When Raymond Mwiti retired from military service in 2005, he had a sole mission, go into farming full throttle.
After hanging his military boots, the 68-year-old former soldier established a thriving farm off Nanyuki-Meru Highway in Laikipia County.
As you approach it, you may not need to ask much for directions; you just request to be directed to ‘kwa Major’ farm as he is locally known.
Dressed in a navy blue T-shirt and a pair of grey trousers, we find Mwiti busy weeding. ‘Farming is good therapy,” he says.
He grows potatoes on large scale and maize, peas, beans, onions and vegetables on small scale.
“I have been doing potato farming for more than 10 years now. I started in 2002 while still in service but I stopped at some point since I could not balance between work and farm life. But when I retired, it was an easy transition,” says Mwiti.
Having settled on growing potatoes, he had to find a strategy to cope given that the area is flooded with potato farmers.
“There were many farmers growing potatoes. The prices are low most times and middlemen further compounded the problem. To cope, I had to change strategy.” That is why he embraced contract-farming.
“I grow specific potato varieties to avoid high competition in the markets. I have been contracted by several companies to grow potatoes purposely to make fries and crisps,” says Mwiti.
Mwiti says he grows monitou variety that fries making companies like Holland, Red Gate like because of their chipping and crisping quality.
Previously, the father of five girls used to grow shangi variety common for household consumption but changed to monitou because of its positive attributes.
Manitou is a high yielding red skinned table variety with light yellow flesh. It is suitable for roasting, home fries and mashed.
When ready, he sells a kilo between Sh25 and Sh42 and on a good season, he makes about Sh320,000 from an acre of potatoes in four months.
According to the managing director for Kenya Plant Health Inspectorate Service, Nairobi (KEPHIS) Dr Esther Kimani, a farmer observing best potato farming including using certified seeds can yield about 250 bags of 50 kilos from one acre.
If a kilo sells at Sh42 during short supply a farmer will earn to Sh525, 000 per acre if they observe the one meter spacing or crop and drip irrigation of about three liters per hour, per crop in a day.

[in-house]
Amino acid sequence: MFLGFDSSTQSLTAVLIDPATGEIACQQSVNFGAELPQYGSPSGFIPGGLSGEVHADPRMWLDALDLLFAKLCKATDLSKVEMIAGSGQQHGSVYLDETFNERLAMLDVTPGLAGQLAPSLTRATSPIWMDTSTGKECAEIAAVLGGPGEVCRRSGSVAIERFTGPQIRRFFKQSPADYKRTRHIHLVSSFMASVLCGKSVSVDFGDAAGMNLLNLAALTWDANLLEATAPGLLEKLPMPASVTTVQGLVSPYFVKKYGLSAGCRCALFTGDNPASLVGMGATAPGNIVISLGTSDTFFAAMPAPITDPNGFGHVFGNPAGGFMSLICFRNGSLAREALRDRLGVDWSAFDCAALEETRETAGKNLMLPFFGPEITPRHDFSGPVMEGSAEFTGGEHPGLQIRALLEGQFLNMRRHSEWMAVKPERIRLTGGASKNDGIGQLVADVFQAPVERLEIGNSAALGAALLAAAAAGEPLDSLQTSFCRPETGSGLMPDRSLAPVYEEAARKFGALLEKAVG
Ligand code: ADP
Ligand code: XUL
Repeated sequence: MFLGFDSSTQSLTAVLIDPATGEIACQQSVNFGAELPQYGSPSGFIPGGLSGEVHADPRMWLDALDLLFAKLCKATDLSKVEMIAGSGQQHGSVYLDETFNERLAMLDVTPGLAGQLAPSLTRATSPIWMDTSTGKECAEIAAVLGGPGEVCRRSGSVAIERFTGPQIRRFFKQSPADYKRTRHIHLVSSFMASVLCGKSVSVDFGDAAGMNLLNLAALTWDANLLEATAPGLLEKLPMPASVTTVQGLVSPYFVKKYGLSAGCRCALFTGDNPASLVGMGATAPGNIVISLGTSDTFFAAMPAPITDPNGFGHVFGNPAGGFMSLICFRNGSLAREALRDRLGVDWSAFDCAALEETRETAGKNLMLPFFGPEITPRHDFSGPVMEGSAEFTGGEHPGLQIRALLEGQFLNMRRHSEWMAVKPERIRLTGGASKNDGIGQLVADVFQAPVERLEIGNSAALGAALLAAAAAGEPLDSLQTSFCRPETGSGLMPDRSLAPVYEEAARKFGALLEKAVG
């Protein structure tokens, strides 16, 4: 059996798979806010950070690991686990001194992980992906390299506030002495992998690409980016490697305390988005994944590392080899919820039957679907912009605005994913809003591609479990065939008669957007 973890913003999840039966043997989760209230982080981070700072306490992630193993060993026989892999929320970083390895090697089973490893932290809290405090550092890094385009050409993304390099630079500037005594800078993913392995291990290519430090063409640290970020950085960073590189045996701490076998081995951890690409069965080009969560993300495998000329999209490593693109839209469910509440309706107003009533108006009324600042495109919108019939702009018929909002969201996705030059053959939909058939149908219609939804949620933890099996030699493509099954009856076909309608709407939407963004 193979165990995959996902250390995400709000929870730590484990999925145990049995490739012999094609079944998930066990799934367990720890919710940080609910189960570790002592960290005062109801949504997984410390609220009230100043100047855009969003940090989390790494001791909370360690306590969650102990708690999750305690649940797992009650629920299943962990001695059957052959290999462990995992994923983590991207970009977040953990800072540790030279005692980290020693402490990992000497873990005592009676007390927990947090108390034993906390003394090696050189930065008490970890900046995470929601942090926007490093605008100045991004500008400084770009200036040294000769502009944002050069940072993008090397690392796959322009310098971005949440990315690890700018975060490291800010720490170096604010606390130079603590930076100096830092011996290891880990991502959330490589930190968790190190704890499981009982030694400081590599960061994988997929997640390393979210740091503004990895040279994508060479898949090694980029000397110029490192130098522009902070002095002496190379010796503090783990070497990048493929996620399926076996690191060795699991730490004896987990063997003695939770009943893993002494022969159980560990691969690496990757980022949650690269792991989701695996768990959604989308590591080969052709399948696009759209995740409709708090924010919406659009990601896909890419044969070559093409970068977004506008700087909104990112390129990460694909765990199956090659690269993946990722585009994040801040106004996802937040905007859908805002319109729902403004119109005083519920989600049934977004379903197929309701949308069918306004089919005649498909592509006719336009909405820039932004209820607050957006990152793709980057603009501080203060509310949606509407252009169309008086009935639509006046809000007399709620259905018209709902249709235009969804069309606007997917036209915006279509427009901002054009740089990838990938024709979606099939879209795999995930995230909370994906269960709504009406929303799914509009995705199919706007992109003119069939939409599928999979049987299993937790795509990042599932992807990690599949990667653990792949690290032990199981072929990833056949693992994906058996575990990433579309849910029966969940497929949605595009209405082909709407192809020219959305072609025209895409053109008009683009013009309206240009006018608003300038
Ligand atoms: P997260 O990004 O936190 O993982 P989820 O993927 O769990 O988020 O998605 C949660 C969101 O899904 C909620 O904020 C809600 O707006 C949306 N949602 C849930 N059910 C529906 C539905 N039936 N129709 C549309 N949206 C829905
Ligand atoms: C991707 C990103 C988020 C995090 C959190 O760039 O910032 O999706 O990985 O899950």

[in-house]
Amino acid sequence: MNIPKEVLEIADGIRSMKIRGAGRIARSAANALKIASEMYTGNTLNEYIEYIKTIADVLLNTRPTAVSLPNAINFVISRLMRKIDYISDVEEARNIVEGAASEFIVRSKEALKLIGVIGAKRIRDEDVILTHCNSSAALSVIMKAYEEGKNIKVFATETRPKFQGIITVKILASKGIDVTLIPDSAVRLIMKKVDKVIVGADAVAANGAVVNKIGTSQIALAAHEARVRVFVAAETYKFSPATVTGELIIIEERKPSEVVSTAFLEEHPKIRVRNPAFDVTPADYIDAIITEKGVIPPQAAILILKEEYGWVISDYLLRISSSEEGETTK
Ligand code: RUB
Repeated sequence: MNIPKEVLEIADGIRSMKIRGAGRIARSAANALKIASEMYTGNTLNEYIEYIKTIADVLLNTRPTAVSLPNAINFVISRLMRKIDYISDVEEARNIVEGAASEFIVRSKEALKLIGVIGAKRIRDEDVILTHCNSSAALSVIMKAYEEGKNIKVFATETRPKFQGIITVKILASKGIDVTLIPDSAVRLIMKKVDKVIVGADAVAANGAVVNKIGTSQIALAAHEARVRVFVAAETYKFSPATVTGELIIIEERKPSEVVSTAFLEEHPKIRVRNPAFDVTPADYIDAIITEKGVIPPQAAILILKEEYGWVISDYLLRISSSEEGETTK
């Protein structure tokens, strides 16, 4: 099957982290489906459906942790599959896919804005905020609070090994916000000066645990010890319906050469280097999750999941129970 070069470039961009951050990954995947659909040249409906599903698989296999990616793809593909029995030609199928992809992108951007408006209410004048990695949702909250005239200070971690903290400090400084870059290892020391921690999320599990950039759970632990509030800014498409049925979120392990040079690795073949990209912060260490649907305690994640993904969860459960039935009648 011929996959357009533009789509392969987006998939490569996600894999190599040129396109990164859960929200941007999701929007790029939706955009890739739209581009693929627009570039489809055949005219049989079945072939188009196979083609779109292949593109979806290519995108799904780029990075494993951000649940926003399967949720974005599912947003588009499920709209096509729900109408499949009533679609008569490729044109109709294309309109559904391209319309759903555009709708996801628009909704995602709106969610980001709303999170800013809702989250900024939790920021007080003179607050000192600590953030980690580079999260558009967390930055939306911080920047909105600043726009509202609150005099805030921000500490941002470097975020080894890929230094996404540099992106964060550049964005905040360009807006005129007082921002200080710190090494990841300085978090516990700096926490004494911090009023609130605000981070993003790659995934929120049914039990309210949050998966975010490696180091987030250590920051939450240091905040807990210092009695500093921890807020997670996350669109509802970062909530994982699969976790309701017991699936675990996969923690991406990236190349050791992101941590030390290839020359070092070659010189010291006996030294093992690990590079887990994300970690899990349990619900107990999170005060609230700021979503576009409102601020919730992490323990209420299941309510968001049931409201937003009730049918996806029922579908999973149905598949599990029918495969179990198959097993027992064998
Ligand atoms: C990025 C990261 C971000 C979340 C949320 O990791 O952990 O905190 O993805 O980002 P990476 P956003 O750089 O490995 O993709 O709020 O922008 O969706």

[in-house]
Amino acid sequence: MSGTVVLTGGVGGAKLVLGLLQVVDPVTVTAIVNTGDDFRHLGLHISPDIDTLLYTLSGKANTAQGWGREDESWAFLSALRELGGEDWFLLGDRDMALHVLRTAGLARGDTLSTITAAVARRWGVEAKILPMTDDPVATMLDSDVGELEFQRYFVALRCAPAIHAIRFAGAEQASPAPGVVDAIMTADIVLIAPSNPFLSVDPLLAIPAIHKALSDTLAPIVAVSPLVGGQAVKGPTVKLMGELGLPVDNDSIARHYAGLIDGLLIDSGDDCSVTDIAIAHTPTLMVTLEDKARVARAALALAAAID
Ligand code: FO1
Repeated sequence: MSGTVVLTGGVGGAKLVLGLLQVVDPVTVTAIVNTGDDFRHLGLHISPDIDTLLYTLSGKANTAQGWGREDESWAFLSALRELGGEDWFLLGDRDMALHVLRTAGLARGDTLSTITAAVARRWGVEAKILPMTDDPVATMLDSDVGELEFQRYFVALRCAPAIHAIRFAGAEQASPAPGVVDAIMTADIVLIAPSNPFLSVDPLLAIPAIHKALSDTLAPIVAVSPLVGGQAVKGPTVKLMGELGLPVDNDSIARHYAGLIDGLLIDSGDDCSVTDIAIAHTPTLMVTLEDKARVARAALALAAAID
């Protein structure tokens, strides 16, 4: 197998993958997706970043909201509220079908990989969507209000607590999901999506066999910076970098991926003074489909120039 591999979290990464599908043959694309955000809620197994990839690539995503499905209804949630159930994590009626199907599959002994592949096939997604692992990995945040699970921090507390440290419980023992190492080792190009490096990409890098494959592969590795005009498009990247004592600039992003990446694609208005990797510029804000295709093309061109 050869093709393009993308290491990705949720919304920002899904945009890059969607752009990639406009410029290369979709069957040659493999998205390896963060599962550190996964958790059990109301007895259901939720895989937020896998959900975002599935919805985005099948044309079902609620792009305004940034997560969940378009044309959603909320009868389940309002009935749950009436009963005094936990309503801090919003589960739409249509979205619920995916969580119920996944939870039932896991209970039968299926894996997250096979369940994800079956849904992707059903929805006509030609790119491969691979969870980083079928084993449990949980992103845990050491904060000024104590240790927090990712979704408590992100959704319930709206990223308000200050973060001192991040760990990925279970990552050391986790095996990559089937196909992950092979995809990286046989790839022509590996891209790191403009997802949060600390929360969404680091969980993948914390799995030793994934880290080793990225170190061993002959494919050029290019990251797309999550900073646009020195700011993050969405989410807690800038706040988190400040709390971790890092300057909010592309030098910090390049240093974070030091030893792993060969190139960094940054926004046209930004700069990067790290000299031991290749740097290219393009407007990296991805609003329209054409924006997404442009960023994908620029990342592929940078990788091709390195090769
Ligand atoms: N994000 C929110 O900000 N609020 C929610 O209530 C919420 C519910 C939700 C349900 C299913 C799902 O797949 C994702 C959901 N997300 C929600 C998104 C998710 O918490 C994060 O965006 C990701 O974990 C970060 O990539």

Laikipia County agriculture chief officer John Mungere says an acre of land in Umande area can produce about 50 bags of potatoes if farmers observe good husbandry and proper irrigation.
To spread risk and boost his income he plans to diversify.
“I have 600 seeds of Markies variety that I plan to plant on three-quarter acre. I expect to harvest 8,000 kilos after four months and earn about Sh200,000,” says Mwiti.
These potato varieties are highly desirable by commercial companies due to their long dormancy period, meaning they can be stored for six months without sprouting or rotting.
Other qualities include resistance to tuber late blight, potato mop top-a viral disease that causes brown streaks in the flesh of the potato- and bruising.
“Monitou variety takes about four months to mature and it can stay in stores for six months after harvesting without going bad. The buyers prefer them over other varieties because they can buy in large scale. They also wouldn’t want to risk making losses in case of fluctuations or shortage,he points out.
Mwiti was formerly supplying potatoes to five different companies based in Kiambu, Mlolongo, Meru and Laikipia but some withdrew due to low supply.
Currently, he supplies to two companies in Nanyuki and Timau. Mwiti says there are other companies in Nairobi who are interested in buying his potatoes but the size of land means he cannot meet the orders.
“On my own I cannot meet these orders but if we join hands with other farmers we can make it work. I have approached other farmers to see how we can produce more than twenty tonnes.”